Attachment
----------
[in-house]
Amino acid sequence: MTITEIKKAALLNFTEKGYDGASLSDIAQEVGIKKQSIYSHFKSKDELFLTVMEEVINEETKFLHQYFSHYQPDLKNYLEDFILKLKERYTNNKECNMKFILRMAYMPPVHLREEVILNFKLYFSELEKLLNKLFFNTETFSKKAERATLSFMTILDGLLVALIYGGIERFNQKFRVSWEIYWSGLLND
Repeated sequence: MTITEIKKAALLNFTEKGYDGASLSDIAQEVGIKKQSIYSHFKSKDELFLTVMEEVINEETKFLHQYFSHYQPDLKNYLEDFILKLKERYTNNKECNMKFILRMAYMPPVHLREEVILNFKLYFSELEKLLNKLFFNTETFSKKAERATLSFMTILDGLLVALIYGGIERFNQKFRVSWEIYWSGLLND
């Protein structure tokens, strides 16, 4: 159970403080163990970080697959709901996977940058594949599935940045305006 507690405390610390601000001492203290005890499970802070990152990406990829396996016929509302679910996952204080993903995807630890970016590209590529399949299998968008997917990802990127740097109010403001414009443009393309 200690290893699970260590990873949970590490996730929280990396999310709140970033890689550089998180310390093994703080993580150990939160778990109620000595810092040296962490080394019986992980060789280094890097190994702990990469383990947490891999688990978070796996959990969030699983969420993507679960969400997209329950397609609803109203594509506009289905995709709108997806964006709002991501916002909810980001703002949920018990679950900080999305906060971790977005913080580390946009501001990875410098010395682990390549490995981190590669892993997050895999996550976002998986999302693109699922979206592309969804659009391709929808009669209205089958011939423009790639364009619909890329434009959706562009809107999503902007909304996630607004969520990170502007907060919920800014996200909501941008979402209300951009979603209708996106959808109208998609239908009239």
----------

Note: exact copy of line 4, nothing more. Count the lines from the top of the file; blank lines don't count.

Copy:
């Protein structure tokens, strides 16, 4: 159970403080163990970080697959709901996977940058594949599935940045305006 507690405390610390601000001492203290005890499970802070990152990406990829396996016929509302679910996952204080993903995807630890970016590209590529399949299998968008997917990802990127740097109010403001414009443009393309 200690290893699970260590990873949970590490996730929280990396999310709140970033890689550089998180310390093994703080993580150990939160778990109620000595810092040296962490080394019986992980060789280094890097190994702990990469383990947490891999688990978070796996959990969030699983969420993507679960969400997209329950397609609803109203594509506009289905995709709108997806964006709002991501916002909810980001703002949920018990679950900080999305906060971790977005913080580390946009501001990875410098010395682990390549490995981190590669892993997050895999996550976002998986999302693109699922979206592309969804659009391709929808009669209205089958011939423009790639364009619909890329434009959706562009809107999503902007909304996630607004969520990170502007907060919920800014996200909501941008979402209300951009979603209708996106959808109208998609239908009239």